Supportive Care in Cancer

, Volume 26, Issue 11, pp 3721–3728 | Cite as

Feasibility and accessibility of electronic patient-reported outcome measures using a smartphone during routine chemotherapy: a pilot study

  • Woo Kyun Bae
  • Jihyun Kwon
  • Hyun Woo Lee
  • Sang-Cheol Lee
  • Eun-Kee Song
  • Hyeok Shim
  • Keun Ho Ryu
  • Jemin Song
  • Sungbo Seo
  • Yaewon Yang
  • Jong-Hyock Park
  • Ki Hyeong Lee
  • Hye Sook HanEmail author
Original Article



There is growing interest in integrating electronic patient-reported outcome (PRO) measures into routine oncology practice for symptom monitoring. Here, we evaluated the feasibility and accessibility of electronic PRO measures using a smartphone (PRO-SMART) for cancer patients receiving routine chemotherapy.


The proposed PRO-SMART application obtains daily personal health record (PHR) data from cancer patients via a smartphone. An analysis report of cumulative PHR data is provided to the clinician in a format suitable for upload to electronic medical records (EMRs). Cancer outpatients who had received at least two cycles of chemotherapy and who were scheduled for two more cycles were enrolled.


Between February 2015 and December 2016, 111 patients were screened and 101 of these were included. One-hundred patients used PRO-SMART at least once and were included in the final analysis (90.1% overall accessibility among all screened patients). The number of symptomatic adverse events (AEs) related to chemotherapy recorded in EMRs (mean ± standard deviation [SD]) increased from 0.92 ± 0.80 to 2.26 ± 1.80 (P < 0.001), and grading of AEs increased from 0.81 ± 0.69 to 1.00 ± 0.62 (P = 0.029). After using PRO-SMART, the numeric rating scale for pain (mean ± SD) increased from 0.20 ± 0.72 to 0.99 ± 1.55 (P < 0.001). A patient-reported questionnaire revealed that 64.2% of patients found it useful and 83% found it easy to use.


This study suggests that the proposed PRO-SMART is feasible and accessible for assessment of symptomatic AEs in cancer patients receiving chemotherapy for a prospective randomized trial.


Cancer Chemotherapy Patient-reported outcome measures Symptom Smartphone 



We appreciate the role of the company-affiliated research team in PRO-SMART development (Babylon Division at Turbosoft Inc.; Cheongwon, Republic of Korea).

Author contributions

Bae WK and Kwon J are the first authors; Han HS is the corresponding author. Bae WK, Kwon J, and Han HS contributed to study design, recruitment of patients, data analysis, data interpretation, and manuscript writing. Ryu KH, Song J, and Seo S were involved in the development of PRO-SMART. Lee SC, Song EK, Shim H, and Lee KH contributed to recruitment of patients and data analysis and interpretation. Yang Y and Park JH contributed to data analysis and interpretation. All authors helped to write and gave final approval to the manuscript.


This research was supported by a Basic Science Research Program through the National Research Foundation of Korea (NRF), funded by the Ministry of Education, Science and Technology (2017R1A5A2015541).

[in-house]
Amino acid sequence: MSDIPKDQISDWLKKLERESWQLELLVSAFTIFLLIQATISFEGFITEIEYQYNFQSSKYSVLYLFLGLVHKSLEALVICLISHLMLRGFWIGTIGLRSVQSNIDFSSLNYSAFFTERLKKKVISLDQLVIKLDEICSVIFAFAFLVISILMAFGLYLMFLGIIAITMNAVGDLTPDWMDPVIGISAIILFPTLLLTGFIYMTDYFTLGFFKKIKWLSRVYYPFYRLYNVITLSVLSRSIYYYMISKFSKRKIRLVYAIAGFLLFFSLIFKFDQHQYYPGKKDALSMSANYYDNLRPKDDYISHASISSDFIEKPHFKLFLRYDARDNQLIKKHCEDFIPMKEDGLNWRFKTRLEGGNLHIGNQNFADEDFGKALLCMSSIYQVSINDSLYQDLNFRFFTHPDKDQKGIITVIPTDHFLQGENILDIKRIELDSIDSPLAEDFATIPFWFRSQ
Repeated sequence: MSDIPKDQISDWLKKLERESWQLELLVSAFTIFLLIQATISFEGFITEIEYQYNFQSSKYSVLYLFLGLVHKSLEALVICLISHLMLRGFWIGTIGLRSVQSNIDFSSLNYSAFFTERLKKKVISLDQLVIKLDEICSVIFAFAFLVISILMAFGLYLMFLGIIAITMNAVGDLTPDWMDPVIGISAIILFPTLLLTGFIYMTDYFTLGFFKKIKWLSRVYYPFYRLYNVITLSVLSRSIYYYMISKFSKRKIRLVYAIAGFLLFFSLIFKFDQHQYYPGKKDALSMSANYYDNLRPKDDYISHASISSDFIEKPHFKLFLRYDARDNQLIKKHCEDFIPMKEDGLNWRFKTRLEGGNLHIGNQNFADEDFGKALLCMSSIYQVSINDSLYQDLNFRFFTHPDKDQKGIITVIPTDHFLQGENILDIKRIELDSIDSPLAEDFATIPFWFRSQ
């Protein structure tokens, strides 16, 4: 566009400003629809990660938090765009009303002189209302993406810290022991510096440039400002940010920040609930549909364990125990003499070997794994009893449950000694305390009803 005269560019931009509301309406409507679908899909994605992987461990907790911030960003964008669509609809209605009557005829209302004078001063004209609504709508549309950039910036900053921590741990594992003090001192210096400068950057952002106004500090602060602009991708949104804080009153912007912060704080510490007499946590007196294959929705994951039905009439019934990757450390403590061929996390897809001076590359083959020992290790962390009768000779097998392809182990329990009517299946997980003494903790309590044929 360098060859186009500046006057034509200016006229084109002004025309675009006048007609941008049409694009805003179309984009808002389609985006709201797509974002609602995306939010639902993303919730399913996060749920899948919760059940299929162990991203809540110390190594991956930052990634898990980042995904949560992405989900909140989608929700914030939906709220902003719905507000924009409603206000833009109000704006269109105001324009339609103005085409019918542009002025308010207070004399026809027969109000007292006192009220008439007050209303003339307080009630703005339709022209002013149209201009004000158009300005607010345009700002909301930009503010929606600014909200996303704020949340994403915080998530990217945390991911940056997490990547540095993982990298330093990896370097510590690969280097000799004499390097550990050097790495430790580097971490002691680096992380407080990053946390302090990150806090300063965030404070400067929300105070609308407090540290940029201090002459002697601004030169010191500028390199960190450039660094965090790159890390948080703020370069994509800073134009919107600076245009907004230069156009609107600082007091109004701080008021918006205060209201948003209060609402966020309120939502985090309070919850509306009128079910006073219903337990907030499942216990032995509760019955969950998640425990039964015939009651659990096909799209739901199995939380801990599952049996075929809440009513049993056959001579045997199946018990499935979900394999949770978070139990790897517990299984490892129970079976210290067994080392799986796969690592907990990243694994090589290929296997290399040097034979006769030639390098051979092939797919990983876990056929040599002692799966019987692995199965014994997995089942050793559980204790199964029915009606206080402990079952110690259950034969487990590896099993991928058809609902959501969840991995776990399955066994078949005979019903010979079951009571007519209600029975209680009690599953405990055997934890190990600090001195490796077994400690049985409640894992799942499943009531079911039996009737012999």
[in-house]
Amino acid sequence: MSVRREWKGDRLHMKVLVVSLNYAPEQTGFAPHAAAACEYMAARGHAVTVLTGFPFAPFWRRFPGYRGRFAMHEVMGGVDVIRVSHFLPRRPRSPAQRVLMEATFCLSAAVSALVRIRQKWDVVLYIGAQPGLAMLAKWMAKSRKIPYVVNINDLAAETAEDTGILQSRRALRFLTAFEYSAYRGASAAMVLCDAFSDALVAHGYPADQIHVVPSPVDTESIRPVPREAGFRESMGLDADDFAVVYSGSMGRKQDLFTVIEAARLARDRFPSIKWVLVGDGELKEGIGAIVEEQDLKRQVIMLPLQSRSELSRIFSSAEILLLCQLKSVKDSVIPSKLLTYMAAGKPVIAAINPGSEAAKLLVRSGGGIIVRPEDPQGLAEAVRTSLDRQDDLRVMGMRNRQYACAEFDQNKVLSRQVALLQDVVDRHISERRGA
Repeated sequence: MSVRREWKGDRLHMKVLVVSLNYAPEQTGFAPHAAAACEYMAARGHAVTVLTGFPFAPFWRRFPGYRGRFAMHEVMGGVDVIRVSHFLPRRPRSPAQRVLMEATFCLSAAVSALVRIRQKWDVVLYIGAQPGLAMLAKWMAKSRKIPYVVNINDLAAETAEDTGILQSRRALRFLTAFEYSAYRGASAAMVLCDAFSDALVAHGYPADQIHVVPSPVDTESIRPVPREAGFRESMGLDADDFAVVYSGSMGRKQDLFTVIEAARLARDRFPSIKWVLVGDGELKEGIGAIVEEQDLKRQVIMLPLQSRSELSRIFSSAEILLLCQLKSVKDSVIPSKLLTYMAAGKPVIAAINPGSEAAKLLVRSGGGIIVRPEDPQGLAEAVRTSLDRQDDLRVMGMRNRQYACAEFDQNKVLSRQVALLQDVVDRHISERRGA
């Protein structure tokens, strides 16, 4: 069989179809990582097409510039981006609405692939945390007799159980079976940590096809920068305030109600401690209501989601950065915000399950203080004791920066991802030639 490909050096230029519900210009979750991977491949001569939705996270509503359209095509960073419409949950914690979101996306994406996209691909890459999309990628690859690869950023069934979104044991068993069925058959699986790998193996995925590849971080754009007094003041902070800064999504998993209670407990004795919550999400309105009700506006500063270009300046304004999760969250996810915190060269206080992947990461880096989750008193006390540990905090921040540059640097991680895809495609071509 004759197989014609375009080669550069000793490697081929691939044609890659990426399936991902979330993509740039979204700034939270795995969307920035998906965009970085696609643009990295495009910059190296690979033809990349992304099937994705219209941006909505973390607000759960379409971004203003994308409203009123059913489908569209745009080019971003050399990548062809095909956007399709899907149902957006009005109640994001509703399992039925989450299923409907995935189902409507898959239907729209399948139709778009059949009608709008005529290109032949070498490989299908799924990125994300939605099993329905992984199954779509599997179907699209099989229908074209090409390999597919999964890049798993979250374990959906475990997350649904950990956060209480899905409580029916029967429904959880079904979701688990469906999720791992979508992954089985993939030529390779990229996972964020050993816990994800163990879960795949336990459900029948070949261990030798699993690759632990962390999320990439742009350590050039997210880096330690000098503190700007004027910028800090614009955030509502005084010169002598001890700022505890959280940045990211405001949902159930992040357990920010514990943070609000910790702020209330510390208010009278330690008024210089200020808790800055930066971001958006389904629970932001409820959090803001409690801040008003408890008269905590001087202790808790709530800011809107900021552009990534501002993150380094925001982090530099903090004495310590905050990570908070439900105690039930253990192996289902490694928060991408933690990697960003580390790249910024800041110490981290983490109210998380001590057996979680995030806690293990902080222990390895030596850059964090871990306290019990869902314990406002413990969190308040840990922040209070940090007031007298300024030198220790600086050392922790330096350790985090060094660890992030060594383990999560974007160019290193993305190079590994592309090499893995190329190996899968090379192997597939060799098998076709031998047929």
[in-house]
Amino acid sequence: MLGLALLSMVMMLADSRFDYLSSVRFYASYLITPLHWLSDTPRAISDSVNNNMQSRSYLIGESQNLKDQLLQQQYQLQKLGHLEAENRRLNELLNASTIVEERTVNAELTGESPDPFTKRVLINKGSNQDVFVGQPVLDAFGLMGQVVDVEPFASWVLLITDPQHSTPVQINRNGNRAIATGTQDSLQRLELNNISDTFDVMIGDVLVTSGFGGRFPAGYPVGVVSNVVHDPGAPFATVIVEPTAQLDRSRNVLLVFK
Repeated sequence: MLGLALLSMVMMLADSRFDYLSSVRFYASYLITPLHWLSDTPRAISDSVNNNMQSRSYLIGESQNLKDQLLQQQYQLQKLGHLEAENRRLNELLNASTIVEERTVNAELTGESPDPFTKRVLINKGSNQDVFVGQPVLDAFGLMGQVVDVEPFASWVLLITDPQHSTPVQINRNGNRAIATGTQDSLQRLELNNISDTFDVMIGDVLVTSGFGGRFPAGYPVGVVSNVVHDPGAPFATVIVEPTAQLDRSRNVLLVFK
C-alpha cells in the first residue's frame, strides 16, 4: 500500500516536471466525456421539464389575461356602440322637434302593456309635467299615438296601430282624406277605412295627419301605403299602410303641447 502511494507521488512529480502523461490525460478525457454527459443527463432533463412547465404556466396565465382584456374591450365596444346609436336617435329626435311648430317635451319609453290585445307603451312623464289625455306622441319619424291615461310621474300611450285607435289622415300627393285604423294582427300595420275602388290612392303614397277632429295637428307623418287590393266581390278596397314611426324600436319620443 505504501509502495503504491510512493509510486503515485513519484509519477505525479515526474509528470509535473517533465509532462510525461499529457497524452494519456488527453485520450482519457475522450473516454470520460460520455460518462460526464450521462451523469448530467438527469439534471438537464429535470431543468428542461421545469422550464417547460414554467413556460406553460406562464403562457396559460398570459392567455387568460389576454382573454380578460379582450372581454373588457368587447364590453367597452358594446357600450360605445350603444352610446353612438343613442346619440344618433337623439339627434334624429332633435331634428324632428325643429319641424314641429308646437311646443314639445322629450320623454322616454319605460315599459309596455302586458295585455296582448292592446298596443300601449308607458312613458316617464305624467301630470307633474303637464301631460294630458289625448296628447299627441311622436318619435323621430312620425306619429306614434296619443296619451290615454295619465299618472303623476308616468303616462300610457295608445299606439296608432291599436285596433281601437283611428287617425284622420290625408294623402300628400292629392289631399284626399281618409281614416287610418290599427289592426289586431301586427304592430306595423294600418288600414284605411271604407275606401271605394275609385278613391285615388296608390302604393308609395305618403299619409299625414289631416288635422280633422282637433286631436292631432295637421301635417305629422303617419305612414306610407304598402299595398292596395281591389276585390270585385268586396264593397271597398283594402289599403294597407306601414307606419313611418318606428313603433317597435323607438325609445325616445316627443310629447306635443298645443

Compliance with ethical standards

Conflict of interest

The authors declare that they have no conflict of interest.

Supplementary material

520_2018_4232_Fig4_ESM.gif (132 kb)
Figure S1

Flow diagram of the patients. PRO-SMART, patient-reported outcome measures using a smartphone. (GIF 132 kb)

520_2018_4232_MOESM1_ESM.tif (308 kb)
High Resolution Image (TIF 308 kb)
520_2018_4232_Fig5_ESM.gif (17 kb)
Figure S2

User interface for patient-reported outcome measures using a smartphone (PRO-SMART). (A) User interface of the smartphone application. The input personal health record (PHR) information is classified into four parts: pain, symptomatic adverse events (AEs), diet, and exercise. The pain input portion includes position, intensity, number of breakthrough pains, or sleep disturbance due to pain. The symptomatic AEs input section supports nine common symptomatic AEs related to chemotherapy. (B) User interface of the web service. The patient’s PHR information is provided to the clinician through the PHR gateway in a text format used in medical records and graphs. (GIF 17 kb)

520_2018_4232_MOESM2_ESM.tif (35 kb)
High Resolution Image (TIF 35 kb)


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Copyright information

© Springer-Verlag GmbH Germany, part of Springer Nature 2018

Authors and Affiliations

  • Woo Kyun Bae
    • 1
  • Jihyun Kwon
    • 2
  • Hyun Woo Lee
    • 3
  • Sang-Cheol Lee
    • 4
  • Eun-Kee Song
    • 5
  • Hyeok Shim
    • 6
  • Keun Ho Ryu
    • 7
  • Jemin Song
    • 8
  • Sungbo Seo
    • 8
  • Yaewon Yang
    • 2
  • Jong-Hyock Park
    • 9
  • Ki Hyeong Lee
    • 2
    • 10
  • Hye Sook Han
    • 2
    • 10
    Email author
  1. 1.Department of Internal MedicineChonnam National University Hwasun HospitalHwasun-GunSouth Korea
  2. 2.Department of Internal MedicineChungbuk National University HospitalCheongjuSouth Korea
  3. 3.Department of Internal MedicineAjou University School of MedicineSuwonSouth Korea
  4. 4.Department of Internal MedicineSoonchunhyang University Cheonan HospitalCheonanSouth Korea
  5. 5.Department of Internal MedicineChonbuk National University Medical SchoolJeonjuSouth Korea
  6. 6.Department of Internal Medicine, School of MedicineWonkwang UniversityIksanSouth Korea
  7. 7.Database/Bioinformatics Laboratory, College of Electrical & Computer EngineeringChungbuk National UniversityCheongjuSouth Korea
  8. 8.Turbosoft Inc.CheongwonSouth Korea
  9. 9.College of Medicine/Graduate School of Health Science Business ConvergenceChungbuk National UniversityCheongjuSouth Korea
  10. 10.Department of Internal Medicine, College of MedicineChungbuk National UniversityCheongjuSouth Korea

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